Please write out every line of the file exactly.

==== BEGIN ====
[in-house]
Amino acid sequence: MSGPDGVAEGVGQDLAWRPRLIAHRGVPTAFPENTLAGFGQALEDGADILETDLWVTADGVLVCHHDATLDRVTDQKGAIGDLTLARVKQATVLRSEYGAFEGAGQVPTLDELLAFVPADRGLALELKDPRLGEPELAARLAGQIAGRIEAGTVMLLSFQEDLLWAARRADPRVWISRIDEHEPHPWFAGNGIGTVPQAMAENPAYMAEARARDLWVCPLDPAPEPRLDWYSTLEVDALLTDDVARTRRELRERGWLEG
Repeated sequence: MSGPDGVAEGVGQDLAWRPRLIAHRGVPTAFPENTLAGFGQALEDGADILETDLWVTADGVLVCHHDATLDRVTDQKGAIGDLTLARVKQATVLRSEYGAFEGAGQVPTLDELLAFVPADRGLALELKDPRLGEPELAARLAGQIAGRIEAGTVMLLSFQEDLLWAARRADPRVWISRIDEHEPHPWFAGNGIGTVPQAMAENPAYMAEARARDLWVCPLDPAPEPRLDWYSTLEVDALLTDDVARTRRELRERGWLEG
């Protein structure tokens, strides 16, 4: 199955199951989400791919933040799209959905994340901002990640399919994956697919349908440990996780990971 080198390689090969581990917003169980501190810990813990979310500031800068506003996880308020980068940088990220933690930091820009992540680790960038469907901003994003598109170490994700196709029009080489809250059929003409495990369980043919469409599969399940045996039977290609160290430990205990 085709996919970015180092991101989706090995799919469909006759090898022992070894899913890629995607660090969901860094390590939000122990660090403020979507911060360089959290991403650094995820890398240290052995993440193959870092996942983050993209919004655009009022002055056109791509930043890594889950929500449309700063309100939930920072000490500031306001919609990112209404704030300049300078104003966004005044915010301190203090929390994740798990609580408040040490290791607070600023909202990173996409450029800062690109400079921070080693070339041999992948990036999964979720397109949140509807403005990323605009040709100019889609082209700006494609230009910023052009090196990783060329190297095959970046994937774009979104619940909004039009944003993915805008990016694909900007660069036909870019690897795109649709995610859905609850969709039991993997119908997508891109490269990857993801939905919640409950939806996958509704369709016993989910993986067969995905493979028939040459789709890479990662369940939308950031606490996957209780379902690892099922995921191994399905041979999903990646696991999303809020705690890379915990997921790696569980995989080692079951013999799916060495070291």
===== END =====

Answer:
[in-house]
Amino acid sequence: MSGPDGVAEGVGQDLAWRPRLIAHRGVPTAFPENTLAGFGQALEDGADILETDLWVTADGVLVCHHDATLDRVTDQKGAIGDLTLARVKQATVLRSEYGAFEGAGQVPTLDELLAFVPADRGLALELKDPRLGEPELAARLAGQIAGRIEAGTVMLLSFQEDLLWAARRADPRVWISRIDEHEPHPWFAGNGIGTVPQAMAENPAYMAEARARDLWVCPLDPAPEPRLDWYSTLEVDALLTDDVARTRRELRERGWLEG
Repeated sequence: MSGPDGVAEGVGQDLAWRPRLIAHRGVPTAFPENTLAGFGQALEDGADILETDLWVTADGVLVCHHDATLDRVTDQKGAIGDLTLARVKQATVLRSEYGAFEGAGQVPTLDELLAFVPADRGLALELKDPRLGEPELAARLAGQIAGRIEAGTVMLLSFQEDLLWAARRADPRVWISRIDEHEPHPWFAGNGIGTVPQAMAENPAYMAEARARDLWVCPLDPAPEPRLDWYSTLEVDALLTDDVARTRRELRERGWLEG
């Protein structure tokens, strides 16, 4: 199955199951989400791919933040799209959905994340901002990640399919994956697919349908440990996780990971 080198390689090969581990917003169980501190810990813990979310500031800068506003996880308020980068940088990220933690930091820009992540680790960038469907901003994003598109170490994700196709029009080489809250059929003409495990369980043919469409599969399940045996039977290609160290430990205990 085709996919970015180092991101989706090995799919469909006759090898022992070894899913890629995607660090969901860094390590939000122990660090403020979507911060360089959290991403650094995820890398240290052995993440193959870092996942983050993209919004655009009022002055056109791509930043890594889950929500449309700063309100939930920072000490500031306001919609990112209404704030300049300078104003966004005044915010301190203090929390994740798990609580408040040490290791607070600023909202990173996409450029800062690109400079921070080693070339041999992948990036999964979720397109949140509807403005990323605009040709100019889609082209700006494609230009910023052009090196990783060329190297095959970046994937774009979104619940909004039009944003993915805008990016694909900007660069036909870019690897795109649709995610859905609850969709039991993997119908997508891109490269990857993801939905919640409950939806996958509704369709016993989910993986067969995905493979028939040459789709890479990662369940939308950031606490996957209780379902690892099922995921191994399905041979999903990646696991999303809020705690890379915990997921790696569980995989080692079951013999799916060495070291």